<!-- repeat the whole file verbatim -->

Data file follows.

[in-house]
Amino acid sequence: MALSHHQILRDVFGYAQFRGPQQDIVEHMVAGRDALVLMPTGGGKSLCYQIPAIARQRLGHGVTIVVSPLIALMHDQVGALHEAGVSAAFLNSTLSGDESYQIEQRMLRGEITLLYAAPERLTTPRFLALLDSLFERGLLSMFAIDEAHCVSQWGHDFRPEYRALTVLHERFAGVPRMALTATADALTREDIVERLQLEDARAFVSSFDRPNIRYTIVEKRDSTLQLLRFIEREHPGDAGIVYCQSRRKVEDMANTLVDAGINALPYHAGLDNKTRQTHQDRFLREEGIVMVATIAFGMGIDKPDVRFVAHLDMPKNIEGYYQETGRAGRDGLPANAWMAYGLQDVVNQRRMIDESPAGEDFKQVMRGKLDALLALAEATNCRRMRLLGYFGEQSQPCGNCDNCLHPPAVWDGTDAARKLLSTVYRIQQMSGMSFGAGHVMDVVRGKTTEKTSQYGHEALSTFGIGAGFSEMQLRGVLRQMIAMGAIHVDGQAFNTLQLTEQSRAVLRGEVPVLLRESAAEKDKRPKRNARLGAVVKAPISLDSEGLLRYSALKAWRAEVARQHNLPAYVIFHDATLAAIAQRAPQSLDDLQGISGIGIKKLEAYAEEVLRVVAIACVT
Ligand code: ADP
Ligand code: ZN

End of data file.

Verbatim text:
[in-house]
Amino acid sequence: MALSHHQILRDVFGYAQFRGPQQDIVEHMVAGRDALVLMPTGGGKSLCYQIPAIARQRLGHGVTIVVSPLIALMHDQVGALHEAGVSAAFLNSTLSGDESYQIEQRMLRGEITLLYAAPERLTTPRFLALLDSLFERGLLSMFAIDEAHCVSQWGHDFRPEYRALTVLHERFAGVPRMALTATADALTREDIVERLQLEDARAFVSSFDRPNIRYTIVEKRDSTLQLLRFIEREHPGDAGIVYCQSRRKVEDMANTLVDAGINALPYHAGLDNKTRQTHQDRFLREEGIVMVATIAFGMGIDKPDVRFVAHLDMPKNIEGYYQETGRAGRDGLPANAWMAYGLQDVVNQRRMIDESPAGEDFKQVMRGKLDALLALAEATNCRRMRLLGYFGEQSQPCGNCDNCLHPPAVWDGTDAARKLLSTVYRIQQMSGMSFGAGHVMDVVRGKTTEKTSQYGHEALSTFGIGAGFSEMQLRGVLRQMIAMGAIHVDGQAFNTLQLTEQSRAVLRGEVPVLLRESAAEKDKRPKRNARLGAVVKAPISLDSEGLLRYSALKAWRAEVARQHNLPAYVIFHDATLAAIAQRAPQSLDDLQGISGIGIKKLEAYAEEVLRVVAIACVT
Ligand code: ADP
Ligand code: ZN